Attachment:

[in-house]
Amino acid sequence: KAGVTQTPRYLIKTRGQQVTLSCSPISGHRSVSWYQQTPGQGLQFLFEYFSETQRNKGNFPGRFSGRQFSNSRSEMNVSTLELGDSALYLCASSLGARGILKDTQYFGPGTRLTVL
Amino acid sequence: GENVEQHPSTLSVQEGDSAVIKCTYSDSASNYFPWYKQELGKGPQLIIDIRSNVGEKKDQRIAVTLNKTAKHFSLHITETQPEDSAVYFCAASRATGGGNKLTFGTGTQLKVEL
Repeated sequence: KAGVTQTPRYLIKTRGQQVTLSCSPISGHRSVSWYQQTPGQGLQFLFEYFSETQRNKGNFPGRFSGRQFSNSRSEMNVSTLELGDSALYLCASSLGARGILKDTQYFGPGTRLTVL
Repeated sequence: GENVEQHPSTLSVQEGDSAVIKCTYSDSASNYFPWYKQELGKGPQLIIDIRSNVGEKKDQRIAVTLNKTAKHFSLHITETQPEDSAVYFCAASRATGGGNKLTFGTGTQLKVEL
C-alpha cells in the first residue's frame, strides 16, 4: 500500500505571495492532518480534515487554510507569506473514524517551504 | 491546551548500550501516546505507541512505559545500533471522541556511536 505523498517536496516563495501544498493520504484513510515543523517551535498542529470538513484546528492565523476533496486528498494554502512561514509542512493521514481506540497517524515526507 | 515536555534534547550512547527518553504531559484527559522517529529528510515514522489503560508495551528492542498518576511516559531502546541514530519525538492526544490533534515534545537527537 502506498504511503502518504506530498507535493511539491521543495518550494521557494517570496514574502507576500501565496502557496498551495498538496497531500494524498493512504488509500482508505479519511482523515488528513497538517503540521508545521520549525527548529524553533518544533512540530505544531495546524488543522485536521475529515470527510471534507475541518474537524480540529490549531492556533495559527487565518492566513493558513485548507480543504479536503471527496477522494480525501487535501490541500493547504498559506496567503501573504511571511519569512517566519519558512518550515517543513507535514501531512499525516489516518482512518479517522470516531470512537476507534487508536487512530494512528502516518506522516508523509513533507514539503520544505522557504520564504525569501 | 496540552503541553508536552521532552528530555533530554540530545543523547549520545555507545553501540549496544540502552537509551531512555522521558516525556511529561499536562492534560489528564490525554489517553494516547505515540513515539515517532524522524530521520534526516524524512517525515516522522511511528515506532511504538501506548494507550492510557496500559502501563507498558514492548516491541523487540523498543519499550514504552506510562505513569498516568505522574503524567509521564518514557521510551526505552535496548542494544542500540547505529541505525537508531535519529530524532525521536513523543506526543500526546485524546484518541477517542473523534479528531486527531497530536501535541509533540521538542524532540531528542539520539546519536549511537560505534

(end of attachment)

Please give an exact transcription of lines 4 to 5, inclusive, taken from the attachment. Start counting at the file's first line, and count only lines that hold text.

Repeated sequence: KAGVTQTPRYLIKTRGQQVTLSCSPISGHRSVSWYQQTPGQGLQFLFEYFSETQRNKGNFPGRFSGRQFSNSRSEMNVSTLELGDSALYLCASSLGARGILKDTQYFGPGTRLTVL
Repeated sequence: GENVEQHPSTLSVQEGDSAVIKCTYSDSASNYFPWYKQELGKGPQLIIDIRSNVGEKKDQRIAVTLNKTAKHFSLHITETQPEDSAVYFCAASRATGGGNKLTFGTGTQLKVEL